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Crawford Pushes Back on Pattern Energy Solar PlanLock Icon

2 min read

First District Congressman Rick Crawford believes farmland is for farms, and he doesn’t mean solar farms.

“There’s a push to put large-scale solar arrays on some of our most productive farmland, and that’s having an impact on land rent and land values when [solar developers] pay an inordinate amount to the landowner,” Crawford told Whispers on Tuesday. “We could easily place these solar panels on conservation easements. That would be more cost-effective, more environmentally friendly and much more consumer friendly,” considering the crops that would continue to grow on acreage.

Crawford was speaking specifically against a plan by Pattern Energy of San Francisco to build a solar array near Marion and West Memphis on land developed to be commercial. But he also voiced his dismay generally over the Biden administration’s multibillion-dollar push for solar power.

“I’m all about market-based solutions, but what we’re seeing here is the federal government making decisions about who wins … and who loses.”

He said the city of West Memphis had made a significant investment in putting 10-inch water lines and 12-inch sewer lines onto some of the land Pattern has optioned. “Obviously, this is something a solar farm doesn’t need.” He said economic developers wanted the land to be used in commercial transport, and for bringing industry and jobs to Crittenden County.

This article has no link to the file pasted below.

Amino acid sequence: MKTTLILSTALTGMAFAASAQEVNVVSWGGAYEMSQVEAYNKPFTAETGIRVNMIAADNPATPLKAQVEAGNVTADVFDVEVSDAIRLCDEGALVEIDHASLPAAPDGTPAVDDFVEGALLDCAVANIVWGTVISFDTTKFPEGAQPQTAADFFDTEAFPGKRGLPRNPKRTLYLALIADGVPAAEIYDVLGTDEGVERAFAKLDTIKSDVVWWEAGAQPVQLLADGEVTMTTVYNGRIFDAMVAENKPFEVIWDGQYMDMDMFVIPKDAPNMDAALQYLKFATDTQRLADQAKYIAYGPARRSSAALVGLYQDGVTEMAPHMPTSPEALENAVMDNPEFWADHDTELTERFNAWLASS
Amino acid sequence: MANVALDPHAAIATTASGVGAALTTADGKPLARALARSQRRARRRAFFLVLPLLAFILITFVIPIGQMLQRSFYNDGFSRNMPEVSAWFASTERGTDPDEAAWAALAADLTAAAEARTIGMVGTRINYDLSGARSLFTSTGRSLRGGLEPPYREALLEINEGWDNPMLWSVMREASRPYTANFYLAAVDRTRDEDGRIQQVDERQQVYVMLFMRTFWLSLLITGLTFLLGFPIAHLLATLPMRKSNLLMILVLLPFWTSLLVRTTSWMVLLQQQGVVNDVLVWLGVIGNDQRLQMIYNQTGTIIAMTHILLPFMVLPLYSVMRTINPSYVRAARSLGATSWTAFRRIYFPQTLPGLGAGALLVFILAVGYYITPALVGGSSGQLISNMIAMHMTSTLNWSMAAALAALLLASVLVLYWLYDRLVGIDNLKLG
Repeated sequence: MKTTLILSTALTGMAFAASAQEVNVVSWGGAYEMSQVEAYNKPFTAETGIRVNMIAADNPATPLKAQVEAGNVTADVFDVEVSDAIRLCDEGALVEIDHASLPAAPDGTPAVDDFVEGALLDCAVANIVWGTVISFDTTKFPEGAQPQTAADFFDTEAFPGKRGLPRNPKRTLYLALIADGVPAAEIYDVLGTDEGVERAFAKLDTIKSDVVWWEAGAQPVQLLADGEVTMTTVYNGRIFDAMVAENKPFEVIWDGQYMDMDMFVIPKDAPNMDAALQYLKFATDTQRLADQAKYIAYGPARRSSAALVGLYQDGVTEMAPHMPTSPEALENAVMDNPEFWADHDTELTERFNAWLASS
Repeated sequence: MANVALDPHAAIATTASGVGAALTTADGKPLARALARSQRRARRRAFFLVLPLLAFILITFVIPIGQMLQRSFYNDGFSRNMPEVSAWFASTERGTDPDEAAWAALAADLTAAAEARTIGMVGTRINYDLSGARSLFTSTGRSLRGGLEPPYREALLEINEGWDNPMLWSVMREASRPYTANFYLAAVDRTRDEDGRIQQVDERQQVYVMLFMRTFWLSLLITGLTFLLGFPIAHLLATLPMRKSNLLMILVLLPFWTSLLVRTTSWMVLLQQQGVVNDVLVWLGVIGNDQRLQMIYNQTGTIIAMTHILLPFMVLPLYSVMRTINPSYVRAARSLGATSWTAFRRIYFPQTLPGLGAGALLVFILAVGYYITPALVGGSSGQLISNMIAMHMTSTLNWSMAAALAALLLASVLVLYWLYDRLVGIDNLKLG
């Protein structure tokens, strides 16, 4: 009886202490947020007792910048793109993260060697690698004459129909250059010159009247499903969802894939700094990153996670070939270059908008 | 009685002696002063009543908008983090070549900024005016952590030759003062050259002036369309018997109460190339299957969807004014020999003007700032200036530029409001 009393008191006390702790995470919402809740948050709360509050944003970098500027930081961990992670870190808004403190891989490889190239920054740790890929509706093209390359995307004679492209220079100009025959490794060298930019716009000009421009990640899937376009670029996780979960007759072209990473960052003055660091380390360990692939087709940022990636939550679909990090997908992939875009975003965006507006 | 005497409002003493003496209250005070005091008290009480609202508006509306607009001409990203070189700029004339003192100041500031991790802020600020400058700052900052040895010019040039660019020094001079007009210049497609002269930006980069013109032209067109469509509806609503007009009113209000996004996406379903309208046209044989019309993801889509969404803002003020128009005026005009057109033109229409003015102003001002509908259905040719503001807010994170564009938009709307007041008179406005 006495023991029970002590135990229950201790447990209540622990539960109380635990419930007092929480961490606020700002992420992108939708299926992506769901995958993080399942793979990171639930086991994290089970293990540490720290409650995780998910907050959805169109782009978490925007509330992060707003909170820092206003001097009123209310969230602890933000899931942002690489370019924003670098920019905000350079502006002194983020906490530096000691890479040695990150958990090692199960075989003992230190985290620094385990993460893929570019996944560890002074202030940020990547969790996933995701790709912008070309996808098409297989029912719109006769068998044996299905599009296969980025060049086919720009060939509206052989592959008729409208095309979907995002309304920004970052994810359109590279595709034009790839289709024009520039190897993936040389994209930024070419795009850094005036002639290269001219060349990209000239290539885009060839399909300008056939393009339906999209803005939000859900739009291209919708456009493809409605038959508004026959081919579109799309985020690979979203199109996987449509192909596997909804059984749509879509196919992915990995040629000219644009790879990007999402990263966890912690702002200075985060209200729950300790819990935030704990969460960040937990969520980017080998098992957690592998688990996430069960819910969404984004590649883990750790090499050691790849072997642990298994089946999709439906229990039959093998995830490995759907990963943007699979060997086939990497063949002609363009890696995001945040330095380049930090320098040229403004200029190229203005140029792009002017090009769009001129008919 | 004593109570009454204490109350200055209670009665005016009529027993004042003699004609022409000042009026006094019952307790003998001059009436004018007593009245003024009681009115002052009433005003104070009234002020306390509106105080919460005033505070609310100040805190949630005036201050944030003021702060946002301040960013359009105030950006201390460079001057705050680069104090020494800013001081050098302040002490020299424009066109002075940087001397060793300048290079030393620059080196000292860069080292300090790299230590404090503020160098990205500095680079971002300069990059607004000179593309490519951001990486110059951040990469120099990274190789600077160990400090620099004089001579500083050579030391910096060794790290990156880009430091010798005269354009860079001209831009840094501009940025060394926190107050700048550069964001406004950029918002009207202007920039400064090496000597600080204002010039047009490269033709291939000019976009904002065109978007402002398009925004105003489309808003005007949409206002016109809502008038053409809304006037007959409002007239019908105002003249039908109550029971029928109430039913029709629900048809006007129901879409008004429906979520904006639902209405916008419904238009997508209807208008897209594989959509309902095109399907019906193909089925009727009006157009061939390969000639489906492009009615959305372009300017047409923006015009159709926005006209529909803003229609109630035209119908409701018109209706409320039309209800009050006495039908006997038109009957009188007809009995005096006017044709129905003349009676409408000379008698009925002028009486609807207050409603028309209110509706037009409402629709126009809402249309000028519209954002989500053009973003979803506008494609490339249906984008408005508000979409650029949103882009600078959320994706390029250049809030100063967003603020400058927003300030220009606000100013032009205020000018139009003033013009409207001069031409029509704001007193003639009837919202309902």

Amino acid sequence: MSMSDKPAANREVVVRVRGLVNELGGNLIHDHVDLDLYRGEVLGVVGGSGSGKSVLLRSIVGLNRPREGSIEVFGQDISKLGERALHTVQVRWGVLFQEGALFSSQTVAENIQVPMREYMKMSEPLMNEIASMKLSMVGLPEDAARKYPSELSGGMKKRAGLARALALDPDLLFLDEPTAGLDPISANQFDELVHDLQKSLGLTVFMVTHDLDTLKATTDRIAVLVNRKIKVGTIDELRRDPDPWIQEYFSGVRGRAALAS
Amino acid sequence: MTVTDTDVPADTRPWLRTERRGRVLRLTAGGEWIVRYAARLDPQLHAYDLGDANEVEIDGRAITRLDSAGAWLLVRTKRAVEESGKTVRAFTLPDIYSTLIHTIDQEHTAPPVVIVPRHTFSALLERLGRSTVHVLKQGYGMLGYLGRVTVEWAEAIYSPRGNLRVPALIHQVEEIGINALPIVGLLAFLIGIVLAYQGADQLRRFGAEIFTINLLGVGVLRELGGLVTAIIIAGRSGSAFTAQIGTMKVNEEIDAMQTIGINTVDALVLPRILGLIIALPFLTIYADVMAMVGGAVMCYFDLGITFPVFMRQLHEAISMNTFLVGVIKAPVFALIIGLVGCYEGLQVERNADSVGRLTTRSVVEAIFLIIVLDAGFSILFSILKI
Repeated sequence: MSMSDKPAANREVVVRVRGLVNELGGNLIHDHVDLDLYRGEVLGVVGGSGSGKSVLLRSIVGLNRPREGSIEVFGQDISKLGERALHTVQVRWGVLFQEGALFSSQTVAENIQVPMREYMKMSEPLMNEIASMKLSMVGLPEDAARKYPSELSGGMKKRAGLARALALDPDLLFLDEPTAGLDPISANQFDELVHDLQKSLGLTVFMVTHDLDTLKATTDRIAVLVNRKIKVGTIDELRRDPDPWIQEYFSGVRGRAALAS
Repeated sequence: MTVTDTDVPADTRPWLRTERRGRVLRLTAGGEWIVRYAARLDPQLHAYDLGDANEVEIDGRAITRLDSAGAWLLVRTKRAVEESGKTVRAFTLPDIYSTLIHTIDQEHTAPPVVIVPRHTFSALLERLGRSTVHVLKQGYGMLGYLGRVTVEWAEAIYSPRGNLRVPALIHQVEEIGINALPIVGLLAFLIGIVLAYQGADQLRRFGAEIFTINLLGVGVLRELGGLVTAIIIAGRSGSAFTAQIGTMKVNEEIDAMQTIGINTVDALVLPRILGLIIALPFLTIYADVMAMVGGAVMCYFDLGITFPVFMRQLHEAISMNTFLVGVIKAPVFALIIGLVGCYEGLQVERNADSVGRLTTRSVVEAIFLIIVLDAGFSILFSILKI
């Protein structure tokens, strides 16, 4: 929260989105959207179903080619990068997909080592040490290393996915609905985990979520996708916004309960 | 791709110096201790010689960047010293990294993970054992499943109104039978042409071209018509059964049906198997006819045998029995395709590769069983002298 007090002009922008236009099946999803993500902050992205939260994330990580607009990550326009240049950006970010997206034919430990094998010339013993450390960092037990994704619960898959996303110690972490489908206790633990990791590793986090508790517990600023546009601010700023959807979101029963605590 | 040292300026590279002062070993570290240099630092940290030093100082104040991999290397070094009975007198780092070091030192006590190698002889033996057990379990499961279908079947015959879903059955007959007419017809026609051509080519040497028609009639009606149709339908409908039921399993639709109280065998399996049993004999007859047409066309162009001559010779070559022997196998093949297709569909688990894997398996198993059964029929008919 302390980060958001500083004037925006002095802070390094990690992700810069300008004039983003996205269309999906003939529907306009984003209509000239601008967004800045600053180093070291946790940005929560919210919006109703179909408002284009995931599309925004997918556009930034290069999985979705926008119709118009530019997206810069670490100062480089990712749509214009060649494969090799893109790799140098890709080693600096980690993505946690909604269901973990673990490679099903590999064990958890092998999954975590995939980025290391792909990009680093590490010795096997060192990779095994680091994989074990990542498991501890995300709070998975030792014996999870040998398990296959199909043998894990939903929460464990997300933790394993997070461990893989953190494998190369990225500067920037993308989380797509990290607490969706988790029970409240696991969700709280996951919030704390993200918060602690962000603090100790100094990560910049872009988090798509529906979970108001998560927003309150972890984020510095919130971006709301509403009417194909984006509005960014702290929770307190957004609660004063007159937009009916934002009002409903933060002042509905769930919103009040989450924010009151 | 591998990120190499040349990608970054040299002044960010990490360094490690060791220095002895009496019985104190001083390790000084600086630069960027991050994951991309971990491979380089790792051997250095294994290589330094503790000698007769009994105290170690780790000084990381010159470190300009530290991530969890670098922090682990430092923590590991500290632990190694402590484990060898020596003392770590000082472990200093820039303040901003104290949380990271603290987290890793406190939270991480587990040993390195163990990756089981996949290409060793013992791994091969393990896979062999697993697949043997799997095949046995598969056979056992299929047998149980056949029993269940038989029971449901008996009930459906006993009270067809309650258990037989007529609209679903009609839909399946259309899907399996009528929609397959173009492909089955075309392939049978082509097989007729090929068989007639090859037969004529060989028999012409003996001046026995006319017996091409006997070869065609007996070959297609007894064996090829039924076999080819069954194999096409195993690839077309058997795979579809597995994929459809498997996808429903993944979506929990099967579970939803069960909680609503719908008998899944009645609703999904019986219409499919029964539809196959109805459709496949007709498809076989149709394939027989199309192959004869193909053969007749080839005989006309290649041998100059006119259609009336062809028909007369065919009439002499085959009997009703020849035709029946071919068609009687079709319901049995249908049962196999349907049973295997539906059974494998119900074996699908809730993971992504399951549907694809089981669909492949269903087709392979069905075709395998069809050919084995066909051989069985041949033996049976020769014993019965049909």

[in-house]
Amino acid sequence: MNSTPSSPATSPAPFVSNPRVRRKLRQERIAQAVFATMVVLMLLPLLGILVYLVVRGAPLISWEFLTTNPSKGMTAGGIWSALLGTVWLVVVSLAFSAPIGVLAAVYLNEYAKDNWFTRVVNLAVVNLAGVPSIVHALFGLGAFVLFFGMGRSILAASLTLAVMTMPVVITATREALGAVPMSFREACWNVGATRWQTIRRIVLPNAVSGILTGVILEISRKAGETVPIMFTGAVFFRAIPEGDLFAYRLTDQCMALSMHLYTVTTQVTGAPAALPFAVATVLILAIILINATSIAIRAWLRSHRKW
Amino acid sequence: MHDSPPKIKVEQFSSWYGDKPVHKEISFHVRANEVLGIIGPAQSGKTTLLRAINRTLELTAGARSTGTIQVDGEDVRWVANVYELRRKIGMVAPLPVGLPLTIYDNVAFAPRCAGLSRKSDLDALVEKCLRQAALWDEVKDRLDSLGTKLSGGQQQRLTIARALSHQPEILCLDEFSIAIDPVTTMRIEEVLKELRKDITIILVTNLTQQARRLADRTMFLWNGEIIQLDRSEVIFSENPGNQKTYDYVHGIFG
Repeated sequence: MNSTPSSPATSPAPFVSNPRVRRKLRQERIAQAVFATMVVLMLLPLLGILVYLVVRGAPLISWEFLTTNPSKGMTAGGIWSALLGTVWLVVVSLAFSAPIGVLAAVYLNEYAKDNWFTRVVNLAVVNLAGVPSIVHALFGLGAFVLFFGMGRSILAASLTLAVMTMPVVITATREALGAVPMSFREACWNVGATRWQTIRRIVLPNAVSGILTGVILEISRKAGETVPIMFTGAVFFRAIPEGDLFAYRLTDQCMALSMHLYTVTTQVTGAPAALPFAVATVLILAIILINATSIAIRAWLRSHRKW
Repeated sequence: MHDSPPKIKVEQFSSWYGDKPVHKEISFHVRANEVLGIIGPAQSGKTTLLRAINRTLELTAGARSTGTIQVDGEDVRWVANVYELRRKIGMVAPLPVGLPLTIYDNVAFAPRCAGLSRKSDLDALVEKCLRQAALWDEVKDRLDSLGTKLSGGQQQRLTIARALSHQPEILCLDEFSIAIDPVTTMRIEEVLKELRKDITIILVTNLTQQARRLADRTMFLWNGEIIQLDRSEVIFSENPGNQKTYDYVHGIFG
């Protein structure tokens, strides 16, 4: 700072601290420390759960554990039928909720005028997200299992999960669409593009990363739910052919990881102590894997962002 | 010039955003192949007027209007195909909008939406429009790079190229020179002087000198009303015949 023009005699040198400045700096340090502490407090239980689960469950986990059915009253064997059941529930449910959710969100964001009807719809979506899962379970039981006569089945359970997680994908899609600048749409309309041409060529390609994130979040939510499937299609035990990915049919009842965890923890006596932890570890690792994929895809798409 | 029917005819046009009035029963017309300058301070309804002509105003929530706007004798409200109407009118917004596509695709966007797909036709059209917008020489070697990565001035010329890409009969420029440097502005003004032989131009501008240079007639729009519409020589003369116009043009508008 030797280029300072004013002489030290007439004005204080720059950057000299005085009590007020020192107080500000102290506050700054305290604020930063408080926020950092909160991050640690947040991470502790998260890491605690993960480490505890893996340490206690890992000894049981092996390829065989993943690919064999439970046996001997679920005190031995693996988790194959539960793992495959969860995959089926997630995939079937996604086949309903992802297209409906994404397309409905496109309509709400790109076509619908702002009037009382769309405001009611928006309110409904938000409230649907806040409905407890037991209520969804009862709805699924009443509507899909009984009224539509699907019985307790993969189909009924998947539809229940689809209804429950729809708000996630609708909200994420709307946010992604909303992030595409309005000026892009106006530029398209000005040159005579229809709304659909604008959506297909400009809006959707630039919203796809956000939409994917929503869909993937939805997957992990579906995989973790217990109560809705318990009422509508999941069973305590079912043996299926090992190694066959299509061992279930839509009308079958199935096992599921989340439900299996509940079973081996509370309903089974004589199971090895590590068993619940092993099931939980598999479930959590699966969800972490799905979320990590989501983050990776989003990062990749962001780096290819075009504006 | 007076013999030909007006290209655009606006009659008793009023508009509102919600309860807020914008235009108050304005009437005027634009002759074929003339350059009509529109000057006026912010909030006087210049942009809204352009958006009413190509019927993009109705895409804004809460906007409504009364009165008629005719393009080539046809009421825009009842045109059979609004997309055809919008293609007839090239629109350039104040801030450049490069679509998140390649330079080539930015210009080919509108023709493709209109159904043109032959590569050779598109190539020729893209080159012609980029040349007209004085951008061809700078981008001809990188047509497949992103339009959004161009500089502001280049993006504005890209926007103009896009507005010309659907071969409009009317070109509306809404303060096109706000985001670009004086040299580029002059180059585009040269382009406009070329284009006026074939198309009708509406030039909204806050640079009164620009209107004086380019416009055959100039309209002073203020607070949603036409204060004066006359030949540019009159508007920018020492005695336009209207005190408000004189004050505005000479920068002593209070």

“This land is at the crossroads of I-40 and I-55, the Mississippi River and the largest intermodal rail hub in hundreds of miles. And yet, they decided they would rather make different use of it. Quite frankly, I think this is way too much squeeze for very little juice. Solar isn’t cost efficient. It’s why it has to be subsidized to the extent that it is … I’m for renewables. I’m not a big fan of solar. The footprint is extraneous. And I think this is not making the highest and best use of that land by any stretch.”

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